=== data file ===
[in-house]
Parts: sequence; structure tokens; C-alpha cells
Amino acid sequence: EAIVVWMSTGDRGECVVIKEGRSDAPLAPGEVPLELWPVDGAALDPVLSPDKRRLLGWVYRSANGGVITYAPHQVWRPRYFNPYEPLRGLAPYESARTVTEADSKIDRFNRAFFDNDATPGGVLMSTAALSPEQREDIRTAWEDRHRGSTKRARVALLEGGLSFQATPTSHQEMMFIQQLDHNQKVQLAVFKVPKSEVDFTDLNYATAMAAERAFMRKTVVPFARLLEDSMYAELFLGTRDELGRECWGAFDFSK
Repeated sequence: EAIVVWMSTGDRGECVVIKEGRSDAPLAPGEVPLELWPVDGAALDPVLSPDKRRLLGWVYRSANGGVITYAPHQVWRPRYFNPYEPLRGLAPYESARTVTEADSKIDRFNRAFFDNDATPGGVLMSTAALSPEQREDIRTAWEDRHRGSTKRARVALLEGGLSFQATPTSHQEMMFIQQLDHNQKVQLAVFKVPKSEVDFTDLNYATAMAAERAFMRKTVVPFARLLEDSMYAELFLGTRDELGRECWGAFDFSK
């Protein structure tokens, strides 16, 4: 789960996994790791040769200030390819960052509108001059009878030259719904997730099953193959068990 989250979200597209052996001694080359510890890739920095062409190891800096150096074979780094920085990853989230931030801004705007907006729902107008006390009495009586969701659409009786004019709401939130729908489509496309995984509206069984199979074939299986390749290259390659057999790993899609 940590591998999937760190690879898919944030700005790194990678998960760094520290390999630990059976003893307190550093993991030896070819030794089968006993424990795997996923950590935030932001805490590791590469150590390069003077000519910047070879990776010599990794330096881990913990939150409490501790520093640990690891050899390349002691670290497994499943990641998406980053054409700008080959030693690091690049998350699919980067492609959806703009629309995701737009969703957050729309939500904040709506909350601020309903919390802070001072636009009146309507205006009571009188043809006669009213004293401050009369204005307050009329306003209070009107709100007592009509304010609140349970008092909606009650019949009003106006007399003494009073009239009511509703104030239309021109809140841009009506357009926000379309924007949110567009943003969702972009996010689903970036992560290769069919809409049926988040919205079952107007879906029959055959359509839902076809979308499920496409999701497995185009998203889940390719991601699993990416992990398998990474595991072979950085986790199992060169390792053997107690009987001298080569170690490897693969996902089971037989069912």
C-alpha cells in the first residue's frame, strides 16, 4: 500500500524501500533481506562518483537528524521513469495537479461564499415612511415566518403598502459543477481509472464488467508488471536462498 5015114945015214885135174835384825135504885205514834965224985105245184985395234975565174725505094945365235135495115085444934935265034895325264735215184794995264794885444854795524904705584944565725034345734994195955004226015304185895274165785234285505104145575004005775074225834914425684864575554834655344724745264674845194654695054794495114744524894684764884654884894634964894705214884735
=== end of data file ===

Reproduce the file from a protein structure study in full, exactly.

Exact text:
[in-house]
Parts: sequence; structure tokens; C-alpha cells
Amino acid sequence: EAIVVWMSTGDRGECVVIKEGRSDAPLAPGEVPLELWPVDGAALDPVLSPDKRRLLGWVYRSANGGVITYAPHQVWRPRYFNPYEPLRGLAPYESARTVTEADSKIDRFNRAFFDNDATPGGVLMSTAALSPEQREDIRTAWEDRHRGSTKRARVALLEGGLSFQATPTSHQEMMFIQQLDHNQKVQLAVFKVPKSEVDFTDLNYATAMAAERAFMRKTVVPFARLLEDSMYAELFLGTRDELGRECWGAFDFSK
Repeated sequence: EAIVVWMSTGDRGECVVIKEGRSDAPLAPGEVPLELWPVDGAALDPVLSPDKRRLLGWVYRSANGGVITYAPHQVWRPRYFNPYEPLRGLAPYESARTVTEADSKIDRFNRAFFDNDATPGGVLMSTAALSPEQREDIRTAWEDRHRGSTKRARVALLEGGLSFQATPTSHQEMMFIQQLDHNQKVQLAVFKVPKSEVDFTDLNYATAMAAERAFMRKTVVPFARLLEDSMYAELFLGTRDELGRECWGAFDFSK
């Protein structure tokens, strides 16, 4: 789960996994790791040769200030390819960052509108001059009878030259719904997730099953193959068990 989250979200597209052996001694080359510890890739920095062409190891800096150096074979780094920085990853989230931030801004705007907006729902107008006390009495009586969701659409009786004019709401939130729908489509496309995984509206069984199979074939299986390749290259390659057999790993899609 940590591998999937760190690879898919944030700005790194990678998960760094520290390999630990059976003893307190550093993991030896070819030794089968006993424990795997996923950590935030932001805490590791590469150590390069003077000519910047070879990776010599990794330096881990913990939150409490501790520093640990690891050899390349002691670290497994499943990641998406980053054409700008080959030693690091690049998350699919980067492609959806703009629309995701737009969703957050729309939500904040709506909350601020309903919390802070001072636009009146309507205006009571009188043809006669009213004293401050009369204005307050009329306003209070009107709100007592009509304010609140349970008092909606009650019949009003106006007399003494009073009239009511509703104030239309021109809140841009009506357009926000379309924007949110567009943003969702972009996010689903970036992560290769069919809409049926988040919205079952107007879906029959055959359509839902076809979308499920496409999701497995185009998203889940390719991601699993990416992990398998990474595991072979950085986790199992060169390792053997107690009987001298080569170690490897693969996902089971037989069912």
C-alpha cells in the first residue's frame, strides 16, 4: 500500500524501500533481506562518483537528524521513469495537479461564499415612511415566518403598502459543477481509472464488467508488471536462498 5015114945015214885135174835384825135504885205514834965224985105245184985395234975565174725505094945365235135495115085444934935265034895325264735215184794995264794885444854795524904705584944565725034345734994195955004226015304185895274165785234285505104145575004005775074225834914425684864575554834655344724745264674845194654695054794495114744524894684764884654884894634964894705214884735